It is hard to find a time in recent history where the budget picture for state and local government looked as bleak as it does now. Faced with a multi-trillion dollar federal budget deficit, credit rating downgrade and shrinking revenues, state and local governments are forced to find ever more creative ways to provide services or make potentially damaging cuts. In light of this, shared services models are being examined more closely by state and local governments as a means of saving money and fostering efficiency.
Shared services as an idea is nothing new. The private sector has been implementing shared services models for years and the idea has been floating around the public sector equally as long. But recently, as state and local governments are faced with making massive budget cuts, shared services models are being examined with renewed interest. New Ohio Governor John Kasich is making shared services a priority for his state as a means of closing budget gaps without raising taxes. Larger municipalities in cash strapped states are also looking at ways they can share services with smaller cities and towns nearby. The city of Muskegon, Michigan is undertaking a feasibility study along these lines.
As a model, shared services can be a less painful way to implement cost cutting measures in government. Rather than forcing pay and service cuts or drastically reducing headcount, shared services models allow for cost savings by reducing redundant processes and consolidating systems. Public offices and agencies can realize savings by reducing the number of redundant time keeping systems in place, or combining processes across agencies or jurisdictions.
Accenture is advancing the cross-jurisdictional model of shared services for public sector. The company has partnered with Harvard Business School to create a community of practice around implementing cross jurisdictional shared services. In June, the company held a shared services summit that brought together public sector leaders to share their experiences of implementing such a model and how it impacted their localities. The series will continue in the fall with a focus on Human Services best practices. The company is focused on bring a performance based culture to public sector service delivery through shared services and other management models such as Lean Six Sigma.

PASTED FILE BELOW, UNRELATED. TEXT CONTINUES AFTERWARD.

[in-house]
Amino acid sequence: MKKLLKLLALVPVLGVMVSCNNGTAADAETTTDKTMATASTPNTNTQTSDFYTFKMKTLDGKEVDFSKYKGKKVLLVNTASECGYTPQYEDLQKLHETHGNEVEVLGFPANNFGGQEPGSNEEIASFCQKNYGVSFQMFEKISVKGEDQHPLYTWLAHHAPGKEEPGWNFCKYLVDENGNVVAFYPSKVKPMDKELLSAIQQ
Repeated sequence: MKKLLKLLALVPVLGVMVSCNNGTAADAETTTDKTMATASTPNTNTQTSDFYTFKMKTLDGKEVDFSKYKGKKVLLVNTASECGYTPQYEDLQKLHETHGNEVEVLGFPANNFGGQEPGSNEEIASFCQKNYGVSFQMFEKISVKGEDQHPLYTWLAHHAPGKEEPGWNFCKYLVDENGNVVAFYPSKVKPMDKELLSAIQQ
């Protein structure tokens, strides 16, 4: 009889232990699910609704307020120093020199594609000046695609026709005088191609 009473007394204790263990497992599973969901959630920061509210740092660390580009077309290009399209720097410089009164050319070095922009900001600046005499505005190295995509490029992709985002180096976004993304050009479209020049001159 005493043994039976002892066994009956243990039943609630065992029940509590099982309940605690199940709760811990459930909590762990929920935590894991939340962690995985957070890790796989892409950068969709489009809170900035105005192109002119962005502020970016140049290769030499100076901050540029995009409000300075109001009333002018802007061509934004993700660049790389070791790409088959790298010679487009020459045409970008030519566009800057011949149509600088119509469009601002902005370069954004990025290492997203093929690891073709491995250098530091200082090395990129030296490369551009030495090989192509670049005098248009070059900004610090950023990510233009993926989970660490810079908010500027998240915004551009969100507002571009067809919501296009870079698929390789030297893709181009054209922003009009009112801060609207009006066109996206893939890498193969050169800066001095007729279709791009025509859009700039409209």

Despite private sector vendor support and commercial best practices to follow, implementing shared services still faces significant hurdles at the public sector level. New Jersey offers a high profile example of this. As Governor Chris Christie entered into office he quickly found common ground with Senate President Steve Sweeney over implementing shared services statewide. Yet, the Governor never actually sat down with Sweeney on this issue. Now, Sweeney is sponsoring a bill that would authorize the state to identify communities that could readily combine services and allow the residents to vote to do so through public referendum.
So far, the bill has met with steep opposition from the League of Municipalities due to a line in the bill that says that if cities and towns voted against combining, the state would withhold municipal aid in the amount of savings estimated from implementing shared services. What’s more, the agency that would be tasked with managing consolidation the Local Unit Alignment, Reorganization and Consolidation Commission (LUARCC) has seen little to no support from the Governor. Staff positions remain vacant and the funding for consolidation studies and initiatives has not been allocated.
The issues in the New Jersey case are not new. Residents want to see their cities manned by local police with the city name on their vehicles. And yet, many public sector officials and analysts note that overall most state and local governments have more government than they can realistically afford.
According to Accenture, this is why cross-jurisdictional models of shared services are so important. State and local tax collection declined 2.3 percent in the fourth quarter of 2010 due to declining property tax rates – a trend that is only expected to continue. Combine that with less federal aid to the states and lawmakers are going to be faced with increasingly tough choices. Implementing shared services now, may be able to stave off damaging future cuts and mitigate the opposition to losing hyperlocal government services in favor of better service delivery overall.
The jury is out on whether state and local governments will begin to make a serious effort to implement shared services. But we are left to wonder what’s worse in an era of no new revenue, significant staffing cuts in vital services such as law enforcement or sharing the police force across two or three small towns.
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